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Exerc Sci > Volume 27(4); 2018 > Article
Chang: Functional Tests Assessing Return to Activity after Anterior Cruciate Ligament Reconstruction

Abstract

PURPOSE

A successful return to activity following anterior cruciate ligament reconstruction is the primary goal for athletes and physically active populations who underwent the surgery. However, functional tests that could be utilized for deciding return to activity are not well-described. Therefore, we reviewed currently suggesting functional tests and the effectiveness of each tests.

METHODS

In this review, we summarized the patient oriented subjective functional measures, objective functional tests, a functional test battery, and a general pass and fail criteria for functional tests.

RESULTS

There are various subjective and objective functional measures to assess ACLR patients’ level of knee function. The concept of a functional test battery that is the combination of various functional tests is more sensitive to detect patient’s readiness to return.Eighty-five to ninety percent of limb symmetry index score is frequently applied as the pass and fail criteria for functional test.

CONCLUSIONS

Various researches suggested functional tests that clinicians could be applied to their patients for return to activity safely. Despite the use of various functional tests, the risk for subsequent knee problems remains elevated in ACLR individuals. Therefore, it is necessary to investigate the usefulness of functional tests to identify individuals that are at greatest risk for subsequent knee injury.

INTRODUCTION

Clinicians, scientists and other rehabilitation professionals continue to try to optimize the anterior cruciate ligament (ACL) rehabilitation process and develop return to full activity criteria for anterior cruciate ligament reconstructed patients that identify readiness of patients’ knee function to minimize second injury risks. However, despite the best efforts of rehabilitation clinicians, patients that are able to return to full activity following anterior cruciate ligament reconstruction (ACLR) are at significantly greater risk of sustaining a second ACL injury event [1,2]. There are number of different functional measurements that are currently used to determine a patient’s level of function and readiness to return to activity. Patient-oriented subjective tests that can be used to evaluate a patient’s knee function include the International Knee Documentation Committee 2000 Subjective Knee Form (IKDC 2000), Knee Outcome Survey Activities of Daily Living Scale (KOS-ADLS), and Global Rating Scale of Perceived Function (GRS). Examples of objective tests that can be used in clinical practice include time since post-ACLR, muscle strength, thigh circumference, knee joint range of motion, and singleleg hop tests. There are two purpose of this review. The first purpose is to introduce and discuss about various subjective and objective measures, methods to decide cut-off standards, and the use of a functional test battery (FTB) are introduced and discussed. The second purpose is to provide practical information for clinicians to properly implement the functional test in the practice.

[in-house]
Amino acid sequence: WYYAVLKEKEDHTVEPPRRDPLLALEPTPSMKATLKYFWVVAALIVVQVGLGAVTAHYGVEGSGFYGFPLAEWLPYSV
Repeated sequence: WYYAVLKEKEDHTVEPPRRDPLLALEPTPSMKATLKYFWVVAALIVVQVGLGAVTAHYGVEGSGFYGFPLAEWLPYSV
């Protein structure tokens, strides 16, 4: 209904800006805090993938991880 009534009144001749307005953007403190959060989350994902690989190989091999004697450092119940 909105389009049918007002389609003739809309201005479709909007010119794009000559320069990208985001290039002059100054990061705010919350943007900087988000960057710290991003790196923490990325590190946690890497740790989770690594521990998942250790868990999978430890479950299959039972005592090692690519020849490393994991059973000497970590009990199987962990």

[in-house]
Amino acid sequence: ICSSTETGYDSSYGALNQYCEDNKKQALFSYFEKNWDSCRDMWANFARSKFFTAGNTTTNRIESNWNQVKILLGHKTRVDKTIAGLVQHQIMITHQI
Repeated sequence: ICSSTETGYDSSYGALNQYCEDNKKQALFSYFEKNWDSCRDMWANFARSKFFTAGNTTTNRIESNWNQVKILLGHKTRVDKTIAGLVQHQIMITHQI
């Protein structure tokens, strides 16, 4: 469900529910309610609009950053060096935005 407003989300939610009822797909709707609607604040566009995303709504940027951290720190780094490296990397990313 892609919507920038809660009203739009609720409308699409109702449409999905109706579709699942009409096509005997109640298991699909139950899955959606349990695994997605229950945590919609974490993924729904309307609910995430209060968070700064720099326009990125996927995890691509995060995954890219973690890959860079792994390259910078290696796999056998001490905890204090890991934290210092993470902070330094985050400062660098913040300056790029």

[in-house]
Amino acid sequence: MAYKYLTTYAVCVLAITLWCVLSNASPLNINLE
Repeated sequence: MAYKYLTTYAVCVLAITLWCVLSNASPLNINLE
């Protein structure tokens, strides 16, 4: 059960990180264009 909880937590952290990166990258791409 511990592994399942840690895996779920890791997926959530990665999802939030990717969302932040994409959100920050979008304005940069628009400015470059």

PATIENT-ORIENTED SUBJECTIVE MEASURES OF FUNCTION

The IKDC 2000 subjective knee evaluation consists of three sections with a total of 19 items-7 questions on symptoms, 10 questions on sports activities, and 2 questions related to function. Each patient responds to questions with individual scores using a Likert scale that indicates their current level of activity. The IKDC 2000 is scored by summing the individual question scores and then transforming the total score to a scale from 0 to 100 using the following equation:
IKDC Score =Sum of Items AnsweredMaximum Possible Score×100
Previous studies have reported high reliability and construct validity when using the IKDC to evaluate the level of knee function. Test-retest reliability of the IKDC has been reported between 0.90 and 0.95 for patients with knee injuries including ACL, meniscus, and chondral defects [3,4]. The IKDC score is highly correlated with other patient-oriented subjective tests such as the Cincinnati Knee Rating System, pain visual analog scale, Lysholm score and SF-36 physical component and physical function [5,6]. However, IKDC 2000 showed a lack of content validity because of no patients’ contribution in developing this questionnaire. The normative database of the IKDC 2000 can be used as a standard of successful patient-reported outcome [7] and the IKDC 2000 has been used frequently to assess knee function in ACLR patients [8-10] and in patients with ACL deficiency [11-13].
The purpose of the KOS-ADLS is to identify symptoms and functional limitations during daily activities in patients with various knee pathologies. There are two versions of the KOS-ADLS: either 17 items or 14 items with the shorter version of the KOS-ADLS widely used in research. The 14 items version consists of two sections with 6 questions related to symptoms and 8 questions on functional limitations with activities of daily living. Patients rate items using descriptive responses. These responses are converted into a numerical ordinal scale for scoring with the scoring ranging from 5 for no symptoms or difficulty with activity to 0 for severe symptoms and difficulty with activities. The final KOSADLS score is represented as a percentage (%) by using the equation presented below: